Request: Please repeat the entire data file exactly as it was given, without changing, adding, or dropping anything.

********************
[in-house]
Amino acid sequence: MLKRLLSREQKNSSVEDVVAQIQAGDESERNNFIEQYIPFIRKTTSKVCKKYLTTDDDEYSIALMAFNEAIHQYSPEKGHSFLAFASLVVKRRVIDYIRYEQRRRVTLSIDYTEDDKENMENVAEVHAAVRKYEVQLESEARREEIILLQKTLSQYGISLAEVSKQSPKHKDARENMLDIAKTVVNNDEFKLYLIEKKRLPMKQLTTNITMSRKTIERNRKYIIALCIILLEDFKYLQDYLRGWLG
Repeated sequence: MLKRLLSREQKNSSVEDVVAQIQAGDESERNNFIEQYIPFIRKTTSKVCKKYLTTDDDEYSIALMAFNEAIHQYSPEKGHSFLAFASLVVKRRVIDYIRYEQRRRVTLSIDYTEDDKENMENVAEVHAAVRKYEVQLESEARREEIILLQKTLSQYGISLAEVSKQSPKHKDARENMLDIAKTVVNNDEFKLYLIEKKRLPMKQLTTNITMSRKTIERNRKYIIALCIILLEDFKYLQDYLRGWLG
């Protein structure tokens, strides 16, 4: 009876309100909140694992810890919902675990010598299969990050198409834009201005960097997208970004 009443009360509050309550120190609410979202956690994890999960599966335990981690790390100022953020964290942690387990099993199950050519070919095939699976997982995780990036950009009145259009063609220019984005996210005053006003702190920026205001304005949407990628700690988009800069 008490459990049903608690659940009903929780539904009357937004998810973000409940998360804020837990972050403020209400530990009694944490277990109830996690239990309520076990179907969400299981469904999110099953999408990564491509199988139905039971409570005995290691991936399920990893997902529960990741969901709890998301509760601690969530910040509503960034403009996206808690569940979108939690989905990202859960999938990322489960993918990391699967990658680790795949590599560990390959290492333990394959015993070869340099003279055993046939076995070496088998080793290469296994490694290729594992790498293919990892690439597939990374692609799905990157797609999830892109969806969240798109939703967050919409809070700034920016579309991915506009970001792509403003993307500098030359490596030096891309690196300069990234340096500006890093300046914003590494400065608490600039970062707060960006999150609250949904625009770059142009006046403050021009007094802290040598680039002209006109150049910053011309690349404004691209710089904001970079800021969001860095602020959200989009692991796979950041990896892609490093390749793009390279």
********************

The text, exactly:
[in-house]
Amino acid sequence: MLKRLLSREQKNSSVEDVVAQIQAGDESERNNFIEQYIPFIRKTTSKVCKKYLTTDDDEYSIALMAFNEAIHQYSPEKGHSFLAFASLVVKRRVIDYIRYEQRRRVTLSIDYTEDDKENMENVAEVHAAVRKYEVQLESEARREEIILLQKTLSQYGISLAEVSKQSPKHKDARENMLDIAKTVVNNDEFKLYLIEKKRLPMKQLTTNITMSRKTIERNRKYIIALCIILLEDFKYLQDYLRGWLG
Repeated sequence: MLKRLLSREQKNSSVEDVVAQIQAGDESERNNFIEQYIPFIRKTTSKVCKKYLTTDDDEYSIALMAFNEAIHQYSPEKGHSFLAFASLVVKRRVIDYIRYEQRRRVTLSIDYTEDDKENMENVAEVHAAVRKYEVQLESEARREEIILLQKTLSQYGISLAEVSKQSPKHKDARENMLDIAKTVVNNDEFKLYLIEKKRLPMKQLTTNITMSRKTIERNRKYIIALCIILLEDFKYLQDYLRGWLG
């Protein structure tokens, strides 16, 4: 009876309100909140694992810890919902675990010598299969990050198409834009201005960097997208970004 009443009360509050309550120190609410979202956690994890999960599966335990981690790390100022953020964290942690387990099993199950050519070919095939699976997982995780990036950009009145259009063609220019984005996210005053006003702190920026205001304005949407990628700690988009800069 008490459990049903608690659940009903929780539904009357937004998810973000409940998360804020837990972050403020209400530990009694944490277990109830996690239990309520076990179907969400299981469904999110099953999408990564491509199988139905039971409570005995290691991936399920990893997902529960990741969901709890998301509760601690969530910040509503960034403009996206808690569940979108939690989905990202859960999938990322489960993918990391699967990658680790795949590599560990390959290492333990394959015993070869340099003279055993046939076995070496088998080793290469296994490694290729594992790498293919990892690439597939990374692609799905990157797609999830892109969806969240798109939703967050919409809070700034920016579309991915506009970001792509403003993307500098030359490596030096891309690196300069990234340096500006890093300046914003590494400065608490600039970062707060960006999150609250949904625009770059142009006046403050021009007094802290040598680039002209006109150049910053011309690349404004691209710089904001970079800021969001860095602020959200989009692991796979950041990896892609490093390749793009390279």